There were only two design competitions for torpedo bombers during the thirties. One in 1934 produced the Douglas TBD-1 and one in 1939, the Grumman XTBF-1. In the 1930s, Douglas Aircraft Company introduced the first TBD Devastator which became the Navy's leading torpedo bomber. The Navy obtained 130 TBDs and production was completed in 1939. In early November 1939, the U.S. Navy approached a number of aircraft manufacturers to design and build a replacement torpedo bomber for the aging Douglas TBD-1 Devastator and Grumman Aircraft Company received the contract. The TBF, being four years younger and fitted with a more powerful engine, had much better performance. It also carried an additional gun, armor for the pilot and crew, and self-sealing fuel tanks.

Because maritime operations in World War II did not typically involve the risk of encountering enemy high performance fighters (except directly along an enemy coastline or -- for the Germans -- after the emergence of the Anglo-American escort carrier) that deep-penetration missions into an enemy's heartland did, single or multiengine aircraft of modest performance could often make contributions all out of proportion to their true abilities. The Savoia-Marchetti S.M.79-II Sparviero ("Sparrow") torpedo bomber, an Italian trimotor that enjoyed surprising success against Allied shipping in the Mediterranean, exemplified this. Armed with two torpedoes, it was largely responsible for the 63 Royal Navy ships lost to Italian air attack in the Mediterranean; indeed, in the words of one British aeronautical historian, "the exploits of Italy's torpedo-bombing squadrons equipped with this type, the Aerosiluranti, were almost legendary." The German Junkers Ju 87 Stuka dive bomber and the Heinkel He 111 torpedo bomber, and the British Bristol Beaufort and Vickers Wellington constitute other examples of less-than-fully successful airplanes that nevertheless exerted significant influence within the maritime arena, particularly against merchant convoys.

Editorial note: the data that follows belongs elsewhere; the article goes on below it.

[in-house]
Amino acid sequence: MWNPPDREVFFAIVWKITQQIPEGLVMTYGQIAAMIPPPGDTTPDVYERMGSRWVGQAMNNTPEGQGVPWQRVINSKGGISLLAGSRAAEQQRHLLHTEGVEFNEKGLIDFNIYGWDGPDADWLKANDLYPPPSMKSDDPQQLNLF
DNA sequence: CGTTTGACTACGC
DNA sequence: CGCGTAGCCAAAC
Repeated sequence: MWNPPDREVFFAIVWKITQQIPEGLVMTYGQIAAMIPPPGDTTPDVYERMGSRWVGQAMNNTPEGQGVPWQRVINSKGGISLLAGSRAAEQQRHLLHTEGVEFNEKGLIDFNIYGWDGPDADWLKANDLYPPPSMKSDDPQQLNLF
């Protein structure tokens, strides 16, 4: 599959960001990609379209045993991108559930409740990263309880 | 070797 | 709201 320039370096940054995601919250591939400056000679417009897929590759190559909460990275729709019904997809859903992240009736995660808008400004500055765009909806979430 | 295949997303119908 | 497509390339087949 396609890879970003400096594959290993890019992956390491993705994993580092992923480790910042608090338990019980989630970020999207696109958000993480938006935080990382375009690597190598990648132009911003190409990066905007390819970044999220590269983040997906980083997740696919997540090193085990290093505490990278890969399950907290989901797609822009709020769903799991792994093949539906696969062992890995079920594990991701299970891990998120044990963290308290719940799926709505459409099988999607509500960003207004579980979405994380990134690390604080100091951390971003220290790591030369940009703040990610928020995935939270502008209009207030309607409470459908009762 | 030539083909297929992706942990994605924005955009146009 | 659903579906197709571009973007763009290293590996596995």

The Grumman Avenger, or Torpedo Bomber F (TBF), with F being the Navy's designated letter for the Grumman factory, was replaced by General Motors Avenger TBM, with M being the Navy's designated letter for the General Motors factory. General Motors converted automobile plants into airplane manufacturing facilities during World War II, and agreed to produce combat airplanes quickly and in quantity. On January 21, 1942, Eastern Aircraft was born, comprised of General Motors plants in Linden, Trenton and Bloomfield (all in new Jersey), Baltimore (Maryland) and Tarrytown (New York). Plants were emptied of their automobile equipment and converted into airplane manufacturing. As the war went on, streamlined manufacturing and sub-contracting increased the output of planes.

Lack of experience in launching the aircraft torpedo led to a preference for the aerial bomb, with which most pilots were familiar. This preference was intensified by the low-altitude, slow-speed tactics required for torpedo launch. The problems with such tactics were seen at the Battle of Midway in June 1942. In this battle, torpedo launching runs were made from over the horizon at an altitude of 50 feet and a speed of 110 knots by inadequately protected planes against very strong enemy fighter and anti-aircraft cover, resulting in heavy losses. Thirty-seven out of 41 planes were lost without scoring a single torpedo hit.

By the end of the war, the Avenger had become one of the three most numerous carrier aircraft of all time. The total production of 9,839 Avengers was exceeded only by 12,570 Corsairs (a naval attack fighter) and 12,275 Hellcats (another fighter used for anti-submarine work, to provide air cover for invasion forces, and to provide close air support for ground troops).

Torpedo Attacks and Hits for
U.S. Carrier-Based Aircraft
(7 Dec 1941 to 31 May 1945)

Class of Targets Number of Attacks* Number of Hits Percentage of Hits
Battleships and carriers 322 162 50
Cruisers 341 114 34
Destroyers 179 55 31
Total warships 842 331 39
Merchant vessels 445 183 41
Total 1287 514 40

 *An "attack," is defined as one plane attacking one ship with a torpedo.